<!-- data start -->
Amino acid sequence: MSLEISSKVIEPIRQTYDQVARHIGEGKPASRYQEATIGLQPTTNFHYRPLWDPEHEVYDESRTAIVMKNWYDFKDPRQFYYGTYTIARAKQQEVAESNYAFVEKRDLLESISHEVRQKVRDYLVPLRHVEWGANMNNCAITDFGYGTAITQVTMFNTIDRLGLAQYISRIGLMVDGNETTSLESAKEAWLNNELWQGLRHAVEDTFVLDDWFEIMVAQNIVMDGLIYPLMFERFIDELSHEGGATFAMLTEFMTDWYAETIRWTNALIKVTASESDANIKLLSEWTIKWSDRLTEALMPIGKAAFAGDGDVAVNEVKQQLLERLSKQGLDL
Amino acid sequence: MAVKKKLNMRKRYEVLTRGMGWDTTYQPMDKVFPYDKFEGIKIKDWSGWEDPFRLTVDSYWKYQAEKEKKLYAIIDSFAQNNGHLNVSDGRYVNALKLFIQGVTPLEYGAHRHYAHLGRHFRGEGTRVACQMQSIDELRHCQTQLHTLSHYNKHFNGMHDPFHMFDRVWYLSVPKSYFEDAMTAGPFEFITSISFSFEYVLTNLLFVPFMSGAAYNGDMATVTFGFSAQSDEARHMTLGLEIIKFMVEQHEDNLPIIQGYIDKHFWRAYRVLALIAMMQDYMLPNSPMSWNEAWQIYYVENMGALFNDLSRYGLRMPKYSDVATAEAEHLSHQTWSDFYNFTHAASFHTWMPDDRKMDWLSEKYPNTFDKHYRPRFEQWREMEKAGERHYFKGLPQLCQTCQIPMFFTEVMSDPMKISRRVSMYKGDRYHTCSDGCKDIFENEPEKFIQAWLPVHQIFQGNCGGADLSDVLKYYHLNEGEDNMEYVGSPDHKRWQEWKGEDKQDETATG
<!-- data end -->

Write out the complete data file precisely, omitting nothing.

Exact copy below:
Amino acid sequence: MSLEISSKVIEPIRQTYDQVARHIGEGKPASRYQEATIGLQPTTNFHYRPLWDPEHEVYDESRTAIVMKNWYDFKDPRQFYYGTYTIARAKQQEVAESNYAFVEKRDLLESISHEVRQKVRDYLVPLRHVEWGANMNNCAITDFGYGTAITQVTMFNTIDRLGLAQYISRIGLMVDGNETTSLESAKEAWLNNELWQGLRHAVEDTFVLDDWFEIMVAQNIVMDGLIYPLMFERFIDELSHEGGATFAMLTEFMTDWYAETIRWTNALIKVTASESDANIKLLSEWTIKWSDRLTEALMPIGKAAFAGDGDVAVNEVKQQLLERLSKQGLDL
Amino acid sequence: MAVKKKLNMRKRYEVLTRGMGWDTTYQPMDKVFPYDKFEGIKIKDWSGWEDPFRLTVDSYWKYQAEKEKKLYAIIDSFAQNNGHLNVSDGRYVNALKLFIQGVTPLEYGAHRHYAHLGRHFRGEGTRVACQMQSIDELRHCQTQLHTLSHYNKHFNGMHDPFHMFDRVWYLSVPKSYFEDAMTAGPFEFITSISFSFEYVLTNLLFVPFMSGAAYNGDMATVTFGFSAQSDEARHMTLGLEIIKFMVEQHEDNLPIIQGYIDKHFWRAYRVLALIAMMQDYMLPNSPMSWNEAWQIYYVENMGALFNDLSRYGLRMPKYSDVATAEAEHLSHQTWSDFYNFTHAASFHTWMPDDRKMDWLSEKYPNTFDKHYRPRFEQWREMEKAGERHYFKGLPQLCQTCQIPMFFTEVMSDPMKISRRVSMYKGDRYHTCSDGCKDIFENEPEKFIQAWLPVHQIFQGNCGGADLSDVLKYYHLNEGEDNMEYVGSPDHKRWQEWKGEDKQDETATG